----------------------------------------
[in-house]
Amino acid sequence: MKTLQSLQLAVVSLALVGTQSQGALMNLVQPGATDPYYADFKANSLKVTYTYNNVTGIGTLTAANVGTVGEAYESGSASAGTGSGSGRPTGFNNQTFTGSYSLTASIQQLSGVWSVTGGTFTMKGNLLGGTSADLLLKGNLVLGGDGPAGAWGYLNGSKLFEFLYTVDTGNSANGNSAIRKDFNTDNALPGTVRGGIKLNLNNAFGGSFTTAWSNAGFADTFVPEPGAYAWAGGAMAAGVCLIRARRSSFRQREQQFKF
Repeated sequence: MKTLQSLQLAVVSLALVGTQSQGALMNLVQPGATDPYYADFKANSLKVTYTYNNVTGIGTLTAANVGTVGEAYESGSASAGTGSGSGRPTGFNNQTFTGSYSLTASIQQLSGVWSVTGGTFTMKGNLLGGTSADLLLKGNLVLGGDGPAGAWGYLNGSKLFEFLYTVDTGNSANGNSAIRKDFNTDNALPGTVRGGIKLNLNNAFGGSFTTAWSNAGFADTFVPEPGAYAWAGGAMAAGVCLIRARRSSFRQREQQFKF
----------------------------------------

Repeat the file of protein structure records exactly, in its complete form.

[in-house]
Amino acid sequence: MKTLQSLQLAVVSLALVGTQSQGALMNLVQPGATDPYYADFKANSLKVTYTYNNVTGIGTLTAANVGTVGEAYESGSASAGTGSGSGRPTGFNNQTFTGSYSLTASIQQLSGVWSVTGGTFTMKGNLLGGTSADLLLKGNLVLGGDGPAGAWGYLNGSKLFEFLYTVDTGNSANGNSAIRKDFNTDNALPGTVRGGIKLNLNNAFGGSFTTAWSNAGFADTFVPEPGAYAWAGGAMAAGVCLIRARRSSFRQREQQFKF
Repeated sequence: MKTLQSLQLAVVSLALVGTQSQGALMNLVQPGATDPYYADFKANSLKVTYTYNNVTGIGTLTAANVGTVGEAYESGSASAGTGSGSGRPTGFNNQTFTGSYSLTASIQQLSGVWSVTGGTFTMKGNLLGGTSADLLLKGNLVLGGDGPAGAWGYLNGSKLFEFLYTVDTGNSANGNSAIRKDFNTDNALPGTVRGGIKLNLNNAFGGSFTTAWSNAGFADTFVPEPGAYAWAGGAMAAGVCLIRARRSSFRQREQQFKF